Doing Shakespeare helps young actors “learn they can handle” difficult material, say the directors. For the grown-ups, they say, “the best part was defying the expectations about what children can do.”

Each year they say they find the kids can do more. This fall the company is taking on a new challenge. They call it “making a ‘Mudpie’” – “shap[ing] and mold[ing a show] from original pieces written by kids in the community” and then performing it.

Mudlark’s call for submissions written entirely by kids – without adult editing or corrections – netted nearly 60 original stories and poems from youth ages 7 to 15. Searching for “something that sparkles,” Mr. Miro and Mr. Biliter selected 20 or 25 bits for the show titled “Mudpie.” Among them are a few Mr. Biliter says feel “like a ride on a rocket ship…really zany pieces [that are] the products of imagination unbridled.” There are also “short, sweet pieces from younger writers that capture something about that age,” and serious entries from older writers, says Mr. Miro.

Some of the finished pieces are already in rehearsal, but the directors are still looking to achieve the right balance in the show while adapting the stories in a way that makes “[the kids’] stuff shine.” The writers “feel like celebrities,” the directors say, “and we want them to.” When the play opens on Oct. 28 for a two-weekend run at Music on Madison, the writers will have front-row seats “to see their stories come to life on stage,” says Mr. Miro.

Mr. Biliter and Mr. Miro have had years to refine their act. They collaborated at Ridgeville Park District over five high school and college summers, teaching classes and writing and directing plays together. Their work with Mudlark consists of “overlapping spheres,” they say.

Mr. Biliter directs individual plays and shapes the artistic identity of the company. He selects the plays, always wondering, “How are the kids going to bring this to life, bring out the truth?” Directing “Mudpie” has Mr. Miro carrying around a spreadsheet to keep track of personnel and rehearsals. As the company’s managing director, he also administers Mudlark’s expanding after-school programming at eight area schools.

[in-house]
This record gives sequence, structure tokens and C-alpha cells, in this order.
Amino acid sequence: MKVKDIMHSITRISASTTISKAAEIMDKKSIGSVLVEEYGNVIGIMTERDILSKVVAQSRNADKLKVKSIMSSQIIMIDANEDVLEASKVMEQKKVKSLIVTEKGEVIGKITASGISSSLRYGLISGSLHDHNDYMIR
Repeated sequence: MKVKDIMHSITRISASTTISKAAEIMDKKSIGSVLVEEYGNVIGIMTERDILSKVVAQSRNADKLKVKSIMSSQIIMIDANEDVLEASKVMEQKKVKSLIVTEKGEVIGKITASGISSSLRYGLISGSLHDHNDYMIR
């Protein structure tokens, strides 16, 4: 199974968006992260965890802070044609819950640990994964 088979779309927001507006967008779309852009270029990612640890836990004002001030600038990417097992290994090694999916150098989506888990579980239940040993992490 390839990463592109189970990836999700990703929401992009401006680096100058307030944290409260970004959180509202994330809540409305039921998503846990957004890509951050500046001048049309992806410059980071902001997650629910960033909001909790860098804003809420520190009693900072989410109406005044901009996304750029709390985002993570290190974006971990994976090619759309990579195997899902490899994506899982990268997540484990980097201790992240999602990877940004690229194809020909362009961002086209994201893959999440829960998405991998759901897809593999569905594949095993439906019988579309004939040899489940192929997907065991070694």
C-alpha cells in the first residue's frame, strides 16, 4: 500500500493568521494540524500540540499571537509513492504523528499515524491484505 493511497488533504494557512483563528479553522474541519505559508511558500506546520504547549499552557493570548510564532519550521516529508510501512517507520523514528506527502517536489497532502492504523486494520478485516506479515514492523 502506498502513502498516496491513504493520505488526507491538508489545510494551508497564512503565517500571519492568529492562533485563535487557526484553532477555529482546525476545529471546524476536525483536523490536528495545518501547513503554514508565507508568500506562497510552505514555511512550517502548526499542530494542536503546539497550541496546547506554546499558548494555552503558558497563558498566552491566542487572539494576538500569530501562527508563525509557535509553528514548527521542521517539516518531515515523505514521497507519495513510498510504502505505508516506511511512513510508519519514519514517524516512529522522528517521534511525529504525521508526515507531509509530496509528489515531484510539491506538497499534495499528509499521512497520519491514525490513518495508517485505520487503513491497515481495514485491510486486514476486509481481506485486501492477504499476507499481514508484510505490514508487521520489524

The acting company is growing as well. While 40 kids auditioned for last year’s “Peter Pan,” 100 tried out for “Mudpie” and this season’s subsequent productions. But the $250 participation fee (scholarships are available) and ticket sales cover just two-thirds of production costs. Each director has another job outside the theater: Mr. Miro is program director at Ridgeville Park District, and Mr. Biliter has taken his editing skills to a graphic design firm.

Fundraising is crucial to sustaining Mudlark. Thus, “Larktoberfest” will be on tap at the North Shore Hotel on Oct. 15. A $45 ticket will buy unlimited drinks, games, dancing — even a glimpse of a king and queen. Profits will support what the directors point out is a valuable asset in a community where increasing budget shortfalls may threaten arts programming in the schools.

Mudlark productions, which help shy kids gain confidence and validate budding writers’ creativity, are children’s plays, not mere child’s play.